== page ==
By Sami Halabi
Up close Lebanon’s energy overhaul looks like a boon for the sector; but in the distance an uglier reality awaits
Promoting one’s own vested interests has always been the mantra of Lebanese policy makers, and we’ve become accustomed to seeing them endlessly tie up progress until they come to an agreement on how to divvy up the spoils. So alarm bells ring when our so-called leaders finally agree on something.
On the surface the announcement that our cabinet agreed to Energy Minister Gebran Bassil’s 5-year electricity plan looks like a step toward reform. Ostensibly, the plan aims to end the country’s chronic blackouts and relieve the sector’s deficit burden from the government, which amounted to $1.5 billion last year.
But it is likely intended to preserve the minsters’ own interests — such as reinforcing the pillars of the sectarian system through which they secure their influence — before it serves the needs of the people.
What needs to be done is obvious. In production, transmission and generation the sector needs a complete overhaul, and there needs to be a purging of the political patronage systems endemic at Électricité du Liban, Lebanon’s state-owned electricity provider. To his credit, Bassil’s plan addresses these elements in detail and proposes fixes that, according to most experts, could alleviate our short-circuited sector. But before we start to borrow and spend $4.8 billion, we should ask ourselves if this time we do it by the book, or ‘a la Libanaise’.
The convoluted and dysfunctional process by which decisions in the electricity sector are currently made — or more accurately, not made — between the cabinet, the ministry and parliament, is not going to produce decisions that are free from political and sectarian influence.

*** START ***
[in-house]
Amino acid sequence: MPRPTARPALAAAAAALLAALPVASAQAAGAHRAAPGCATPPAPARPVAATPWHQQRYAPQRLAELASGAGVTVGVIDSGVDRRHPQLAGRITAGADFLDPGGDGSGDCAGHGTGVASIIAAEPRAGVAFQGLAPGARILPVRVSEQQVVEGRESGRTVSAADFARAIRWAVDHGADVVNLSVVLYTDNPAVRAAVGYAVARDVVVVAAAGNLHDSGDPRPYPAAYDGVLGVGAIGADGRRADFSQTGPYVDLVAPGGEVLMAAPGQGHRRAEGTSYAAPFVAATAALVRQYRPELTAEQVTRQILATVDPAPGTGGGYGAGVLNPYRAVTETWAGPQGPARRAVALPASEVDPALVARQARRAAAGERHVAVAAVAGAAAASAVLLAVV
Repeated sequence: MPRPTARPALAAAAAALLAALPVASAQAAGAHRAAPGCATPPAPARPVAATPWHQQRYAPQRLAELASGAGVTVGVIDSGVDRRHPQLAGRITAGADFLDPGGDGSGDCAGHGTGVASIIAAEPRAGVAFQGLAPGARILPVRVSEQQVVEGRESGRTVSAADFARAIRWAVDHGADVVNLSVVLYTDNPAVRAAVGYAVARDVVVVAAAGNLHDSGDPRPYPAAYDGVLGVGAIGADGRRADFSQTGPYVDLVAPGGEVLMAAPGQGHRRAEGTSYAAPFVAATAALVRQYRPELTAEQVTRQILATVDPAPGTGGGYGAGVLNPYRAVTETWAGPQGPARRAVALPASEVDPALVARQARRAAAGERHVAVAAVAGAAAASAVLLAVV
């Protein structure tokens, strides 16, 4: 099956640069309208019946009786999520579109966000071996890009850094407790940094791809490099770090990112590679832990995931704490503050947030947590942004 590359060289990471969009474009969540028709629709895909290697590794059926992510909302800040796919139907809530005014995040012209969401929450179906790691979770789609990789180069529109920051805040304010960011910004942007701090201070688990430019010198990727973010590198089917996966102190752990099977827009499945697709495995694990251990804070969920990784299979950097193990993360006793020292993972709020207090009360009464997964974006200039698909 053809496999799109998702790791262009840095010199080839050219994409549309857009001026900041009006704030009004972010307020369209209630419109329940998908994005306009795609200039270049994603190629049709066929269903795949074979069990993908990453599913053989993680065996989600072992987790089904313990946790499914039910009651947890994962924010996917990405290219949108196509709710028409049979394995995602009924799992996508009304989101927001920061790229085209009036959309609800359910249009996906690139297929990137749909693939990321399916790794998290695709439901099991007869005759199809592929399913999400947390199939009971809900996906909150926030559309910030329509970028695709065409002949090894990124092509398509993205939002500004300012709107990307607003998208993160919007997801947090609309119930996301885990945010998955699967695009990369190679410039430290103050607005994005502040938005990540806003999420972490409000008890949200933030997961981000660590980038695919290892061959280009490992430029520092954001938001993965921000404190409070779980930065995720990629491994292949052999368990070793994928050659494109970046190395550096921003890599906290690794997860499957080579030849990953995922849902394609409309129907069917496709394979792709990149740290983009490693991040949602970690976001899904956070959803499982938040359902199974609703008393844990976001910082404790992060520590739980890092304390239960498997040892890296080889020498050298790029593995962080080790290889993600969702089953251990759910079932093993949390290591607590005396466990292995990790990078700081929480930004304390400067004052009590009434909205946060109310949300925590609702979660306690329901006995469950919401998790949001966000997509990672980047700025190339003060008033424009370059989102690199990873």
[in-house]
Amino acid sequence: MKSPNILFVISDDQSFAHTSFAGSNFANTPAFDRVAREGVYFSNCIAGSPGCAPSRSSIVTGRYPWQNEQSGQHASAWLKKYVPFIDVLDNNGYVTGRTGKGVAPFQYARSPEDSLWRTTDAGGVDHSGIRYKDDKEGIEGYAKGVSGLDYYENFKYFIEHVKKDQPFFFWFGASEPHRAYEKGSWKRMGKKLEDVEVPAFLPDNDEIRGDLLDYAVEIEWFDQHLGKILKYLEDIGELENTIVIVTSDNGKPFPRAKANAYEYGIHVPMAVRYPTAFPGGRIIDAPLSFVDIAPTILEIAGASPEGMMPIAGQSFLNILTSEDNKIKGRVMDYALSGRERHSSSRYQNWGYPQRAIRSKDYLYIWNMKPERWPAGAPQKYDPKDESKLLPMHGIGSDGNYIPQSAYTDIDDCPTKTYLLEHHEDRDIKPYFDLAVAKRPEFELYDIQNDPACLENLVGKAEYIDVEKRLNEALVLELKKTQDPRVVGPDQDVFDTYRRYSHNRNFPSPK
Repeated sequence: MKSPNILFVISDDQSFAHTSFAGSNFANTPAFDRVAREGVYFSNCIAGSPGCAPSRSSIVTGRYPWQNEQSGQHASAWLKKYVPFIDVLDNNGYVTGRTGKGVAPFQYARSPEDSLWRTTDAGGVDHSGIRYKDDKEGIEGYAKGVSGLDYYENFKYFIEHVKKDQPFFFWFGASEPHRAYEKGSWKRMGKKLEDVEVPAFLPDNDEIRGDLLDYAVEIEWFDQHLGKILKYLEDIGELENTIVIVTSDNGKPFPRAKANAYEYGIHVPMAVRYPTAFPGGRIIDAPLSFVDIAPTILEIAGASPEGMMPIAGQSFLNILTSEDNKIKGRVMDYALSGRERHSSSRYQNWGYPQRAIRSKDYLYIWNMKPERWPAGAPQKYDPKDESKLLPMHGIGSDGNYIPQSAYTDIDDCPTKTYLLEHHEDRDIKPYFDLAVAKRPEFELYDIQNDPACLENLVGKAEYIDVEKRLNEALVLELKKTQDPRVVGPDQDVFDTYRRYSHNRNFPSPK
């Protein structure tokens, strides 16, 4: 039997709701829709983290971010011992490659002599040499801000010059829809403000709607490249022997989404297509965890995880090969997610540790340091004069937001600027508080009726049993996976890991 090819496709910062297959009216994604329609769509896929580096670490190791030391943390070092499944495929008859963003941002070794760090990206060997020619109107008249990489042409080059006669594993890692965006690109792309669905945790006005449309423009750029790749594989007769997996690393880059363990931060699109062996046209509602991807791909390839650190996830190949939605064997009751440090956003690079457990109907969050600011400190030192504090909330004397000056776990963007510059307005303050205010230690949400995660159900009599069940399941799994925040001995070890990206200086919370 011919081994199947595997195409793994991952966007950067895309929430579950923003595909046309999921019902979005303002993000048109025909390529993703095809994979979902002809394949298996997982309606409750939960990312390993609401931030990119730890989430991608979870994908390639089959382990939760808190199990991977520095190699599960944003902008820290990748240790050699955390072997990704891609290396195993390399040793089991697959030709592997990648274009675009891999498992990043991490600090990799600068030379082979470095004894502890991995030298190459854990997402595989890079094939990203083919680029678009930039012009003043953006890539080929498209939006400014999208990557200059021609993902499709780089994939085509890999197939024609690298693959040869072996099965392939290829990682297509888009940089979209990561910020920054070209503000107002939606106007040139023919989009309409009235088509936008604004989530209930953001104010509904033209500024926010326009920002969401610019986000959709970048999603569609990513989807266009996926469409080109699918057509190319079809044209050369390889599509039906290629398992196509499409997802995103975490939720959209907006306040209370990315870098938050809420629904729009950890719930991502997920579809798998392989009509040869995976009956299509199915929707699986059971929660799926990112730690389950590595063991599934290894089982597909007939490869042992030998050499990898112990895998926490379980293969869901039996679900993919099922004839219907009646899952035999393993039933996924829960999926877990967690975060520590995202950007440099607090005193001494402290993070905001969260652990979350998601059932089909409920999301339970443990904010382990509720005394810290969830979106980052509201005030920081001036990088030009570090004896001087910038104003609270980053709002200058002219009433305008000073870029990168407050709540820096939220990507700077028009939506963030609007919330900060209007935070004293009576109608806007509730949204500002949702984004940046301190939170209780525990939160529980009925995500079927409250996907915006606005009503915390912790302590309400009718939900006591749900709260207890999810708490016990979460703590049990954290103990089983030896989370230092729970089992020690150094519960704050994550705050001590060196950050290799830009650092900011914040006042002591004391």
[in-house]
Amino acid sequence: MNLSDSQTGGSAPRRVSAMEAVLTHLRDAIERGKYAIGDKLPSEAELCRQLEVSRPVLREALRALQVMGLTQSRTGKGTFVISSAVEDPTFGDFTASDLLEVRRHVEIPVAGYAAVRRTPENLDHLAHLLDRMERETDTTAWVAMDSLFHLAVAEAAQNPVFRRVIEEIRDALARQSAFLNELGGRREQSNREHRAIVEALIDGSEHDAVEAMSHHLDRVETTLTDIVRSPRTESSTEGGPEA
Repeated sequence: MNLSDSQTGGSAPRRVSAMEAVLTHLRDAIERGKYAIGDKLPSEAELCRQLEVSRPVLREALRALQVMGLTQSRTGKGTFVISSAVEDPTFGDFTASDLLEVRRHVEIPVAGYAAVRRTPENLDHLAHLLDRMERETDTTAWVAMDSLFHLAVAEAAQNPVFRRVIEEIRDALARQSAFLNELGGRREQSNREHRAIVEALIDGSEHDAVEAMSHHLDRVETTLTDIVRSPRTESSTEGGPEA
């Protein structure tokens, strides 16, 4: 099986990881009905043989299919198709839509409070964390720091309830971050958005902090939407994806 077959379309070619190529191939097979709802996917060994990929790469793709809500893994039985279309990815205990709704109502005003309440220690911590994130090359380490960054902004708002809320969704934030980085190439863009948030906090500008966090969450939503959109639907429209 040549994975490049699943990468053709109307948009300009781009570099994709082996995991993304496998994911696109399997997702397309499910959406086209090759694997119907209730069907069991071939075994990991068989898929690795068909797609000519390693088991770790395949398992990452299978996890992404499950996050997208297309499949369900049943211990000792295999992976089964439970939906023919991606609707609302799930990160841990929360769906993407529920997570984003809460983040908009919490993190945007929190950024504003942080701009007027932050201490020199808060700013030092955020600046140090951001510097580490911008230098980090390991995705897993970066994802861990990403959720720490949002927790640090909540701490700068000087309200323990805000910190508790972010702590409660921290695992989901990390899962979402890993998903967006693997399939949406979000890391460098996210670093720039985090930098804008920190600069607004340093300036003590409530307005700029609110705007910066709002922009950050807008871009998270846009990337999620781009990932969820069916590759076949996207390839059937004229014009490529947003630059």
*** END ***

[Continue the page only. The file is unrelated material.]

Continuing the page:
For all the positive elements of Bassil’s plan, he is advocating against setting up a regulatory body to oversee the overhaul of the system until many of the changes have been implemented. Without the proper checks and balances we risk repeating the same type of ‘sector suicide’ we experienced with telecommunications, which now plagues our economic competitiveness and makes us the laughing stock of the regional telecom industry.
Allowing government to regulate the sector cannot continue, and yet the cabinet has approved the plan in question, provided that it also has the authority to oversee it.
Aside from the opaque manner in which public borrowing and spending of $2.5 billion to reform electricity is being carried out, if the cabinet is allowed to chaperone implementation, the other $2.3 billion being requested from the private sector will also likely be farmed out to sectarian interests, effectively slicing up our electrical pie. Without conflict of interest legislation and a truly independent regulatory body (not one that is also appointed through sectarian patronage,) the provisioning of electrical production and distribution will be subject to the same nepotistic tendering and distribution of power that typifies our existing institutions.
What’s more, if the practice of local distribution is adopted without ensuring that regional leaders do not monopolize the provisioning of electricity to local populations, there will be nothing to stop them from subjugating the people through greater dependency on them for basic services.
Some have suggested that sectarian loyalties are the only way to guarantee customers actually pay their power bill, but if the cost of tariff collection is strengthening an institution that tore this country to shreds and continues to stunt its potential, then I would personally prefer to live in the dark.
With new legislation covering public-private partnerships (PPP) now making the rounds to include the private sector in electrical reform, we have the opportunity to start protecting our economy from conflicts of interest, not just the “principles of transparency and equality among participants,” as the new PPP draft is proposing.
If we are to take the long strides we need to in order to solve our structural problems, such as electricity, once and for all, we cannot do so while ignoring what produced our predicament in the first place — unless of course we want to protect the candle-makers.
A similar version of this article was published in Executive Magazine’s August 2010 issue